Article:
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August 2014
This is the first edition of what we hope will be our monthly newsletter. It will contain information about the up-coming program; book reviews; news of members; and an occasional contest. It will be for members only and welcomes contributions from members such as a long or short review of a book that you’ve read, or a program that you attended, or a success that you have achieved. It’s an opportunity to get your name in print.

One of the major themes of this next season of PNODN will be an  PNODN Project: What is OD in 2014 and beyond? Its objectives will be to  foster dialogue about OD definitions among PNODN membership; to explore the common thought: “After all, what is OD about?”; and to discuss current attributes that make OD concept and practice based on OD well established concepts.  

There will be interim steps along the way to involve our members in the pursuit of the project. Keep tuned to the Newsletter and Announcements from PNODN for how you can become involved.





We note the passing on July 31st, of Warren Bennis, age 89, Distinguished Professor of Business Administration at the University of Southern California for over thirty years who has been called “the father of leadership”. In 1969 he defined Organization Development as  “a response to change, a complex educational strategy intended to change the beliefs, attitudes, values, and structure of organizations so that they can better adapt to new technologies, markets, and challenges, and the dizzying rate of change itself.”




The name has been changed. The American Society for Training and Development (ASTD) has changed its name to the Association for Talent Development (ATD).









By David C. Wigglesworth

 Vielmetter, Georg and Yvonne Sell: LEADERSHIP 2030 The Six Megatrends You Need to Understand to Lead Your Company into the Future. AMACOM:NEW YORK 244 pp. $27.95. 244pp


This is a two part book. The first part addresses the six megatrends that they see the world is facing and the place of leadership in this future. This comprises the bulk of the book. The final shorter section is about leadership and contrasts altrocentric leadership with egocentric leadership as it relates to the theme of the book.

The authors, both from the Hay Group, created the Leadership 2030 Research Process of eight steps: determine methodology and conceptual framework; identify current megatrends; select the most impactful ones; survey business leaders; analyze each megatrend and its implications; analyze the effects of all megatrends in combination; draw conclusions on consequences for leaders; and identify how leaders should respond.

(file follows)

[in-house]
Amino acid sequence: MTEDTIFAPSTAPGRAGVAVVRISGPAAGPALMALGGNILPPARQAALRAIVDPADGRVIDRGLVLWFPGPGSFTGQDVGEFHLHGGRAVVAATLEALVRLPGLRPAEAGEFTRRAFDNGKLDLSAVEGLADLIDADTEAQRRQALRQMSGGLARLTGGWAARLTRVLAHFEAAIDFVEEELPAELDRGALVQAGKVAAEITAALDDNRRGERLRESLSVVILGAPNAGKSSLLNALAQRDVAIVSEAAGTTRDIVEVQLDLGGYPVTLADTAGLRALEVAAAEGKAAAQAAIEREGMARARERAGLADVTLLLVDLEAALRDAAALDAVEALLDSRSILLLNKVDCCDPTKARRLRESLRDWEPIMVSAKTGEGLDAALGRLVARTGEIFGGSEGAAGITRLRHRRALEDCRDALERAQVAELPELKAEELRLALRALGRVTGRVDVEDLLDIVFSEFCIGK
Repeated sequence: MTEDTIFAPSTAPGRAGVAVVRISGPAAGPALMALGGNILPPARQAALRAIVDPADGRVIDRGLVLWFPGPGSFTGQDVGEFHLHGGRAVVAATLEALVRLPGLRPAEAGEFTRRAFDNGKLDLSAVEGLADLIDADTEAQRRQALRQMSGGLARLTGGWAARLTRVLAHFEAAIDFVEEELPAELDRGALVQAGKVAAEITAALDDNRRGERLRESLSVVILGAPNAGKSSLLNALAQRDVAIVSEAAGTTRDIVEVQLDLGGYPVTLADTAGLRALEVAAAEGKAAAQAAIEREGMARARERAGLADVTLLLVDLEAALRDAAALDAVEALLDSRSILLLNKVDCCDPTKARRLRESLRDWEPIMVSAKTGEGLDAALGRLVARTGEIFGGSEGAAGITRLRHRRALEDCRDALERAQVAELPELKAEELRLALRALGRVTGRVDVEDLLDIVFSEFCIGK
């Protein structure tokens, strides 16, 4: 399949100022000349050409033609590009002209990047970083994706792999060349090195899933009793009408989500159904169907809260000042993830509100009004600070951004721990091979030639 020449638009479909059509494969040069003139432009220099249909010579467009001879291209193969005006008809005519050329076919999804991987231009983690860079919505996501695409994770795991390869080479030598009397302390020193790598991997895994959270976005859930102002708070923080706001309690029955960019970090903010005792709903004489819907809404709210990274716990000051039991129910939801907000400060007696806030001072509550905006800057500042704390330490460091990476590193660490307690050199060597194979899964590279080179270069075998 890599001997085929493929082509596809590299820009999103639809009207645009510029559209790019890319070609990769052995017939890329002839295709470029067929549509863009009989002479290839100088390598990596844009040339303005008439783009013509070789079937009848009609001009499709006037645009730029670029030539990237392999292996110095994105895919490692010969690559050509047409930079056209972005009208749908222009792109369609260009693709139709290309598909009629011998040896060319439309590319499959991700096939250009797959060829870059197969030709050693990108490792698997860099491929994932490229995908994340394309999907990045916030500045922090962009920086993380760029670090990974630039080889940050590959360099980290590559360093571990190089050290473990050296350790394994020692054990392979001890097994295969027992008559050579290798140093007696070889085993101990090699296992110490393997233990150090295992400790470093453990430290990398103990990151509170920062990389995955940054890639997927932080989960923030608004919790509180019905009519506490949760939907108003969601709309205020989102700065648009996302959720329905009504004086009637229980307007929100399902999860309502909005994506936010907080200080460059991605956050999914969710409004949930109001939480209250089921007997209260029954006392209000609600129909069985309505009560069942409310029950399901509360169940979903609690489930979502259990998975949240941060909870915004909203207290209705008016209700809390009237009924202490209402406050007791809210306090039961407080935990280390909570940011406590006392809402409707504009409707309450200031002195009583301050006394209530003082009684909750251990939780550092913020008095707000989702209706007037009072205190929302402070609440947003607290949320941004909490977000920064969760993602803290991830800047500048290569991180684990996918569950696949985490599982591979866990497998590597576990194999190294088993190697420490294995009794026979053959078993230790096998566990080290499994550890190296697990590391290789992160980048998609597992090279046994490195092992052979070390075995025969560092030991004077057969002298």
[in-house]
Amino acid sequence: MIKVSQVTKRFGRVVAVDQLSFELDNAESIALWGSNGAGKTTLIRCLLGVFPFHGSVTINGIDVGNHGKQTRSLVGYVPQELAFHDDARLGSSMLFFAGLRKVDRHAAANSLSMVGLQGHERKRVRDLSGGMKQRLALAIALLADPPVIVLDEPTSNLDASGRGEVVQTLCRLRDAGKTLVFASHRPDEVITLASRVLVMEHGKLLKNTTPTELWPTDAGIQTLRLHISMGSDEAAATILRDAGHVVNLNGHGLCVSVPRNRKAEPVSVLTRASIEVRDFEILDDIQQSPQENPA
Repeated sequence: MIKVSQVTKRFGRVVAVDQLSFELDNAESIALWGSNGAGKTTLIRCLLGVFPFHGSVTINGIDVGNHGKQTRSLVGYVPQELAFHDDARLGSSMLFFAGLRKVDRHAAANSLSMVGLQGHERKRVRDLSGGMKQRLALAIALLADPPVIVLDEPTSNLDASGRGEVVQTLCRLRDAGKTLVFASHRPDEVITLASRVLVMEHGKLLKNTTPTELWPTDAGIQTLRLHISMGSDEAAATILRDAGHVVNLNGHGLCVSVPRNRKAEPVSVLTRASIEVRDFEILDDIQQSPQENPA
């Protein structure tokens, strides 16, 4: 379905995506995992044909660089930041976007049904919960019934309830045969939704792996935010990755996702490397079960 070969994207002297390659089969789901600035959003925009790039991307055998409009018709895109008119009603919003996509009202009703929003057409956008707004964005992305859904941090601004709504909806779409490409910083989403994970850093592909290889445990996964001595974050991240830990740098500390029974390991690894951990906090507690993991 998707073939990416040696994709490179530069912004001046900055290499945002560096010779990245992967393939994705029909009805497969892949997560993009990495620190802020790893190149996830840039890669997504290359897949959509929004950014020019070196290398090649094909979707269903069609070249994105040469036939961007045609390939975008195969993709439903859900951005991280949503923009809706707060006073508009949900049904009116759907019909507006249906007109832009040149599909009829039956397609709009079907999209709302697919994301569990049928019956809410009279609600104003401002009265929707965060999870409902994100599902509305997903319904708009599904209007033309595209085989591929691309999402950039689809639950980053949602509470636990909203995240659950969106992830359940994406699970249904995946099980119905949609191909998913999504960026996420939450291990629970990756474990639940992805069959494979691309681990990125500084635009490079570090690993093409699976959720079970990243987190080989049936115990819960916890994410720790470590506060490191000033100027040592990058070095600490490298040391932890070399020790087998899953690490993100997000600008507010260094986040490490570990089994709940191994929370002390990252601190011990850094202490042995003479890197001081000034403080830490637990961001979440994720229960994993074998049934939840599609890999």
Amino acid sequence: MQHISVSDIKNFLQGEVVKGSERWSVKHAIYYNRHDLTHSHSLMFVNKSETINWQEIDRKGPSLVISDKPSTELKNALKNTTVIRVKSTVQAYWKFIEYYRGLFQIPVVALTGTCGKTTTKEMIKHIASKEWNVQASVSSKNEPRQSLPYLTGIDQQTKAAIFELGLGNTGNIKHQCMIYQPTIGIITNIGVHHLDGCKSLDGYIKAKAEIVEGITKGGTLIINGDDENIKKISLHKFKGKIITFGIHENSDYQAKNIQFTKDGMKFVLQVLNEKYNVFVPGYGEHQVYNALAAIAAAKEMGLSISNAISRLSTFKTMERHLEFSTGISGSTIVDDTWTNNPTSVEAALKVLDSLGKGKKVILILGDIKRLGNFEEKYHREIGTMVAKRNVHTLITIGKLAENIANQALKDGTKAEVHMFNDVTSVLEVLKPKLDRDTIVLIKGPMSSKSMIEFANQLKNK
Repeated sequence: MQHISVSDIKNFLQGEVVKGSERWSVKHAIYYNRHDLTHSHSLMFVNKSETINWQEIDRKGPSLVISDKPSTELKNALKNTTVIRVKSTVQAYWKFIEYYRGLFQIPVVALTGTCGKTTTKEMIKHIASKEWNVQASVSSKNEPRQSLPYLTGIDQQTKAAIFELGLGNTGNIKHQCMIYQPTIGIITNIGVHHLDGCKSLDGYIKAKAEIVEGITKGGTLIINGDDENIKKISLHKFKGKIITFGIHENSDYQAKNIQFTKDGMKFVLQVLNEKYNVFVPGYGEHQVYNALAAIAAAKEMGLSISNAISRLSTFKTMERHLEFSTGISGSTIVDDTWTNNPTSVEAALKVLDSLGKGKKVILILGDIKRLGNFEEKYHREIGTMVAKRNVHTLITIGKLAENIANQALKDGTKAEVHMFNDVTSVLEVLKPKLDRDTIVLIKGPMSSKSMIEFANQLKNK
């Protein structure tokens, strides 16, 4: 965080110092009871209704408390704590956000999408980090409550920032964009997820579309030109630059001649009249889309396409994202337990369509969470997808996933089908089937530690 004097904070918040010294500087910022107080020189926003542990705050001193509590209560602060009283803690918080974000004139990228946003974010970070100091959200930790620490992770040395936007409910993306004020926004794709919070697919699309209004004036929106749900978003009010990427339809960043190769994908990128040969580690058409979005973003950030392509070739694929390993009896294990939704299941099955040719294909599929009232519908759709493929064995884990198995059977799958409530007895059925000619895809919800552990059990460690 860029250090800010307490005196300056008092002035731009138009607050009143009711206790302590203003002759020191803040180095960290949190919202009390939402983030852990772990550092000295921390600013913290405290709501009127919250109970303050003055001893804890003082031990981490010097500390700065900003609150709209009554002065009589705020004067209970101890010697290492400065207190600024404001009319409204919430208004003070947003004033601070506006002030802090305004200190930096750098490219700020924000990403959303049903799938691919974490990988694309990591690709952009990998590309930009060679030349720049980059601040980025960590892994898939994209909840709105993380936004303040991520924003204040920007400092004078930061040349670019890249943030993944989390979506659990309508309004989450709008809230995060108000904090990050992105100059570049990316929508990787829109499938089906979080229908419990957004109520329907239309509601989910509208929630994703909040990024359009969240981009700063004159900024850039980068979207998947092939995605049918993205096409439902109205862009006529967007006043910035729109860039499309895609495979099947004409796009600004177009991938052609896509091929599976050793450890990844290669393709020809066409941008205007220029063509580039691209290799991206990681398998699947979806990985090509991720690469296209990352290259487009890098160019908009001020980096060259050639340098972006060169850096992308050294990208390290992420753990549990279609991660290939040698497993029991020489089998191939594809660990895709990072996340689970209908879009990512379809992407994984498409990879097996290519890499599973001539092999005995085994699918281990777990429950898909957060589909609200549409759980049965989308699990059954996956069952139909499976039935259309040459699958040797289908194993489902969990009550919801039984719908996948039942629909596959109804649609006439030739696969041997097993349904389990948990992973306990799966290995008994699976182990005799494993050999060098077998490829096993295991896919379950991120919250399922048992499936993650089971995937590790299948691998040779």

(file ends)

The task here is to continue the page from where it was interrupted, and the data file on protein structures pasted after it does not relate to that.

The six megatrends that they focus on are: globalization where economic power is moving from old economies to the rapid developing Asian markets; the environmental crisis with the threats of climate change and the scarcity of critical resources; individualism and value pluralism that create niche opportunities requiring greater agility and sensitivity; the digital era with its new transparency that can have impact on managements’ reputations; demographic change that includes a smaller workforce and a fight for talent as populations age; and technological convergence that forces companies to always be at least one step ahead.

Each megatrend is addressed in a chapter utilizing the eight steps of the research process. The chapters are insightful and fulfill the objectives of the authors with the conclusion of each chapter providing a framework for the future. However since the introduction starts with the quote from Mark Twain: “Prediction is very difficult, especially about the future”, the reader is forewarned.

It is the final chapter of the book “Footnote, Not Headlines: The Altrocentric Leader” leadership for the future is explored in meaningful ways with depictions of applicable approaches to the changing world. And this section starts with this quote from Andy Warhol “They always say that time changes things, but you actually have to change them yourself.”

The chapter starts with five essential points that will govern the leadership of their megatrends. In brief these are: the era of the alpha-male leadership is over; leadership is a social practice; the leader of the future is altrocentric; altrocentric leaders are characterized by values and inner strength; and altrocentric leaders are adept at engaging stakeholders and at complex strategic thinking and execution.

These boil down to what are identified as the competencies of the altrocentric leader. The inner strengths of such leaders are ego-maturity, intellectual curiosity and emotional openness, and empathy. Their values reflect ethical standards and concerns for diversity. Their strategic business thinking must have contextual awareness and stakeholder recognition. These competencies also must provide for stakeholder interaction which involves what they call “meaning-making” where the emphasis is on making not just providing meaning i.e. “constructing meaning jointly with their internal stakeholders”. Altrocentric leaders also act to promote extensive collaboration across multiple boundaries, borders, disciplines, organizations, functions, and departments. In executing strategy they create engaged high-performing decision-making teams where they are first among equals and empower their teams by providing them with autonomy within a set of clear boundaries. But the authors add that the leader can be directive and what I would call autocratic when necessary.

The authors provide mini-case studies to demonstrate the application of these competencies.

In essence, what we have here is a re-wording of leadership traits/competencies that have been greatly effective over a long period of time. Linking these to a possible future that we all face is helpful and in this the book is of value.



The newly elected members of the Board of PNODN are: